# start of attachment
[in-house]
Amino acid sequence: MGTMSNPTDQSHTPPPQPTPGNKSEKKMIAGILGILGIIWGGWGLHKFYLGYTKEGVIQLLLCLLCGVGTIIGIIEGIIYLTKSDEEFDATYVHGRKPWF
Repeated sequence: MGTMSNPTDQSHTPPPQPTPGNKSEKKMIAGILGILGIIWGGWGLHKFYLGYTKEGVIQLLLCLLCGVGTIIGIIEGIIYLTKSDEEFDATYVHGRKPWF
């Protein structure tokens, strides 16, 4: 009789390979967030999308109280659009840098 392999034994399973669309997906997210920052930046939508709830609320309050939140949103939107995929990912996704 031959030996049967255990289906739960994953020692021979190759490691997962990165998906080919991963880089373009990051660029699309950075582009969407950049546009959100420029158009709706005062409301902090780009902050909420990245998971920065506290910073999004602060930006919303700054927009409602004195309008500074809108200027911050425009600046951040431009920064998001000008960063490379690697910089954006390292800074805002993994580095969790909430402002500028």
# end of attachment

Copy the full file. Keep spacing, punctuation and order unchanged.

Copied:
[in-house]
Amino acid sequence: MGTMSNPTDQSHTPPPQPTPGNKSEKKMIAGILGILGIIWGGWGLHKFYLGYTKEGVIQLLLCLLCGVGTIIGIIEGIIYLTKSDEEFDATYVHGRKPWF
Repeated sequence: MGTMSNPTDQSHTPPPQPTPGNKSEKKMIAGILGILGIIWGGWGLHKFYLGYTKEGVIQLLLCLLCGVGTIIGIIEGIIYLTKSDEEFDATYVHGRKPWF
């Protein structure tokens, strides 16, 4: 009789390979967030999308109280659009840098 392999034994399973669309997906997210920052930046939508709830609320309050939140949103939107995929990912996704 031959030996049967255990289906739960994953020692021979190759490691997962990165998906080919991963880089373009990051660029699309950075582009969407950049546009959100420029158009709706005062409301902090780009902050909420990245998971920065506290910073999004602060930006919303700054927009409602004195309008500074809108200027911050425009600046951040431009920064998001000008960063490379690697910089954006390292800074805002993994580095969790909430402002500028």